By Mark Gimenez

Doubleday. 401 pp. $19.95

Mark Gimenez's publisher compares the lawyer-turned-novelist to John Grisham, but "The Color of Law" is more than just a highly readable legal thriller. It's also a blistering attack on both the legal profession and super-rich Texans in Dallas, where the action unfolds. Gimenez, the jacket copy says, was once a partner in a major Dallas law firm, and from the evidence of his first novel, he was not a happy camper. The same scorn that Grisham lavished on plaintiffs' lawyers in "The King of Torts," Gimenez inflicts on rich corporate lawyers and on the Town of Highland Park, the gilded Dallas enclave where many of them live. His title refers to the saying that the color of the law is green, like money, but he could as easily have called his book "The Case Against Dallas." His indictment doesn't leave much room for a defense.

He tells his story through 35-year-old Scott Fenney, a poor boy whose football exploits, first at Highland Park High School (where he followed in the legendary footsteps of Doak Walker and Bobby Layne) and then at Dallas's Southern Methodist University, have helped him rise to partner in the city's most powerful law firm. When we meet Fenney, he is earning $750,000 a year, lives in a $3.5 million mansion, drives a $200,000 Ferrari and is married to a onetime SMU cheerleader who is the most beautiful woman in Highland Park. His home and car are heavily mortgaged, and his wife is no longer interested in sex, at least with him, but he remains a Master of the Universe, Dallas-style.

Then a federal judge, impressed by an idealistic (and entirely insincere) speech Fenney made about lawyers making the world a better place, appoints him to represent Shawanda Jones, a black prostitute and heroin addict accused of killing a quite worthless white man. The problem is that the victim's father is the state's senior U.S. senator, a multimillionaire oilman who is running for president. He is determined that the woman will be convicted and that his son's history of beating and raping women will not come out. Great pressure is brought on Fenney to drop the case. But he does have a little idealism left and, what's more, he takes Shawanda's 8-year-old daughter, Pajamae, home, where she quickly bonds with his own 8-year-old daughter. So will he risk his career, as his wife bitterly demands to know, for a junkie whore? And even if he does, can he possibly exonerate the woman in the face of undisputed evidence that her gun killed the man?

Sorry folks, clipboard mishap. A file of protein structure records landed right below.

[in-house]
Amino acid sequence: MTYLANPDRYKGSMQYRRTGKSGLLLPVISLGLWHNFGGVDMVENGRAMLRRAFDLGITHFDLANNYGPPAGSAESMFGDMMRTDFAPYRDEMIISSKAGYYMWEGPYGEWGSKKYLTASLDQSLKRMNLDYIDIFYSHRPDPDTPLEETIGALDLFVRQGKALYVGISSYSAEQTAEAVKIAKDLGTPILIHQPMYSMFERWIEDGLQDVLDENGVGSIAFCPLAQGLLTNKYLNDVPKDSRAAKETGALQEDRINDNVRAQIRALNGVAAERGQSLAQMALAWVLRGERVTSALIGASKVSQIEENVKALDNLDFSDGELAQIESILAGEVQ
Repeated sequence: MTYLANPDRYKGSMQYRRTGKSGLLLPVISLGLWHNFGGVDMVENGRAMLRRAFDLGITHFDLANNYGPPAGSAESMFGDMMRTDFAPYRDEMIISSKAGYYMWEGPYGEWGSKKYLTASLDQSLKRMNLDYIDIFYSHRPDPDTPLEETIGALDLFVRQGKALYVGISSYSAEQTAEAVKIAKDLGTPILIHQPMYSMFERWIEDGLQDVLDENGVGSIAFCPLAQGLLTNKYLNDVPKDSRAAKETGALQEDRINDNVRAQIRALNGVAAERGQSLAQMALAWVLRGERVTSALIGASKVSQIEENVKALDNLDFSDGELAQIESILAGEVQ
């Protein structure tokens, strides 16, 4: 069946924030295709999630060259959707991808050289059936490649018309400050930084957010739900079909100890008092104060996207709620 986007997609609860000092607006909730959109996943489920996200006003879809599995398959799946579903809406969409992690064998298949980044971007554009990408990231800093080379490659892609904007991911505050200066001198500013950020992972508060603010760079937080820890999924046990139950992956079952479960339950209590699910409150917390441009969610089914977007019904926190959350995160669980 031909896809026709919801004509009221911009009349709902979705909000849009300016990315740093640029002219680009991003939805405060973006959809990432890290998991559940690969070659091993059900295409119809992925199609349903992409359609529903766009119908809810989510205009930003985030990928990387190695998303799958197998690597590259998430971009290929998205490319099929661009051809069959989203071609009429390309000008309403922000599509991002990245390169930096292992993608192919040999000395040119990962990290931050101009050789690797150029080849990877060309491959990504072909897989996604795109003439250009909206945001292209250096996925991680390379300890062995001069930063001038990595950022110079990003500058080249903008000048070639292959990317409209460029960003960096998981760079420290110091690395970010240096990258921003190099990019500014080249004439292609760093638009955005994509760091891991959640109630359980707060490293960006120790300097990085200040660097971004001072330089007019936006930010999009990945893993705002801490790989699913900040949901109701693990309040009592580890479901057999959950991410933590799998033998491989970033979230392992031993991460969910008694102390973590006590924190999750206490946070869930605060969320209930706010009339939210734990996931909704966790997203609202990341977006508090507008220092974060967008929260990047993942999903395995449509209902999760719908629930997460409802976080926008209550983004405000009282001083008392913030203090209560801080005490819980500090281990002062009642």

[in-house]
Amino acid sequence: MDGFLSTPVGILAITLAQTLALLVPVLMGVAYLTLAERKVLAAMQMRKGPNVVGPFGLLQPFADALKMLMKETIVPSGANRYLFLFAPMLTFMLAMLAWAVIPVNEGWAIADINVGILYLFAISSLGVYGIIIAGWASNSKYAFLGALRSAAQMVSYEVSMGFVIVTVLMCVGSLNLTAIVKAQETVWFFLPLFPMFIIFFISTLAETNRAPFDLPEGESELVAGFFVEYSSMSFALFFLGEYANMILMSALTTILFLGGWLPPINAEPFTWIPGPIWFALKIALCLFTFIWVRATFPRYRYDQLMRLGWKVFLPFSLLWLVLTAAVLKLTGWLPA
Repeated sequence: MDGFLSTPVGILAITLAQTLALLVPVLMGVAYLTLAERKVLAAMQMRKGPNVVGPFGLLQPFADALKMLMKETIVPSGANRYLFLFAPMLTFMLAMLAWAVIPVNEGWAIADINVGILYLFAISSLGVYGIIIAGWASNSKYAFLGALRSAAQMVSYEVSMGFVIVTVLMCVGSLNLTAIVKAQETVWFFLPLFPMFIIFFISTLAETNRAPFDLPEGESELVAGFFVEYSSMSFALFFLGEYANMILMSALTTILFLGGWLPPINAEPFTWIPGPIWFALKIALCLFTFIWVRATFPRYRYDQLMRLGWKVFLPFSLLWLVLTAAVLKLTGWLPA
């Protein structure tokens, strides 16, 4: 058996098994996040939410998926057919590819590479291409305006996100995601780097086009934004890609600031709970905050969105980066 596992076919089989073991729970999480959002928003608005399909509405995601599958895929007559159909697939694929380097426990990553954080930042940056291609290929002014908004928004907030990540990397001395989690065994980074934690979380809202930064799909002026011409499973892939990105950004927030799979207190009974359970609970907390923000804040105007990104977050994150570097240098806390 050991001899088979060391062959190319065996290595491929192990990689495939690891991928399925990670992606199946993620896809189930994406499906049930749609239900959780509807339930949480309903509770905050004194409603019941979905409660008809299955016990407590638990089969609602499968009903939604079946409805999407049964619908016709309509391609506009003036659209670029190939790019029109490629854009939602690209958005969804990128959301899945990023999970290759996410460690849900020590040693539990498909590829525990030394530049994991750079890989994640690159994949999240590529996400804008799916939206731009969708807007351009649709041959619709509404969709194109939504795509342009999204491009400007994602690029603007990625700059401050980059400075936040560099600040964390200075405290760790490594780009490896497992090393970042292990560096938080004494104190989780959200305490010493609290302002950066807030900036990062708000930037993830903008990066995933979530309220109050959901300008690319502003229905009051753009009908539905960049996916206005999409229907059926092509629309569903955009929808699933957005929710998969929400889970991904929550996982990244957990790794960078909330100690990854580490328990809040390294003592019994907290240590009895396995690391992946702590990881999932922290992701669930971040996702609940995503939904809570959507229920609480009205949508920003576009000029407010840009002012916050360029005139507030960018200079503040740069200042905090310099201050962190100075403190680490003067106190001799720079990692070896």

It's a tasty plot -- big money, political intrigue, sexy wives, precocious little girls -- but the novel would be a lot less fun without Gimenez's scathing portrait of the city and its most powerful citizens. We're told that lawyers regard rich clients as chickens to be plucked and that judges are there to be bought by campaign contributions. Fenney reflects that every lawyer goes through a metamorphosis "like a caterpillar changing into a butterfly, only in reverse: from a beautiful human being to a slimy lawyer." Such are their evil deeds that "all lawyers lead such a Jekyll-and-Hyde life, diligently maintaining a strict separation between their dual lives, lying to their wives and children, and hiding their lawyer lives like a drug addict hides his illegal habit." Even the two little girls figure out that Fenney and Shawanda are a lot alike since both are highly paid, by the hour, for services of a personal nature.

But you knew all that about lawyers. What you may not know is what a sexist, racist, greedy, hypocritical place Highland Park is. "It's an island of white in an ocean of color," Gimenez writes. During Fenney's youth, his mother rented a small house there and "renters occupied a social status in Highland Park only a step above the Mexican household help." That household help, we're told, is probably there illegally, but won't be bothered by the INS. If a Mexican woman gets pregnant, though, she's out of there because her child wouldn't be welcome in the schools. Fenney's coldly calculating wife resolved early to "sell her beauty for community property," and when we meet her, she's scheming to run the annual Cattle Barons' Ball, at which "the sophisticated men and women of Highland Park get to dress up like cowboys and cowgirls and play Texan to the hilt."

If you are not overly fond of big-bucks Texans, all this is a delight. Gimenez's portrait of Dallas is venomous, vivid and obviously heartfelt. But he also stacks the deck to a degree that becomes annoying. Not content to present affluent whites as knaves and fools, he must also make blacks, Mexicans and the occasional idealistic white unfailingly pure of heart, to the point that things sometimes get sappy. When little Pajamae asks Fenney if her mother will be freed and they can all live happily ever after, he warns her that happy endings only happen in fairy tales. But ultimately Gimenez is writing his own fairy tale, where courtroom miracles occur, rich lawyers are redeemed and little girls from the projects are saved. That's fine if you're aiming at bestsellerdom, but I doubt he really thinks that's how the story would end in the Dallas he knows so well.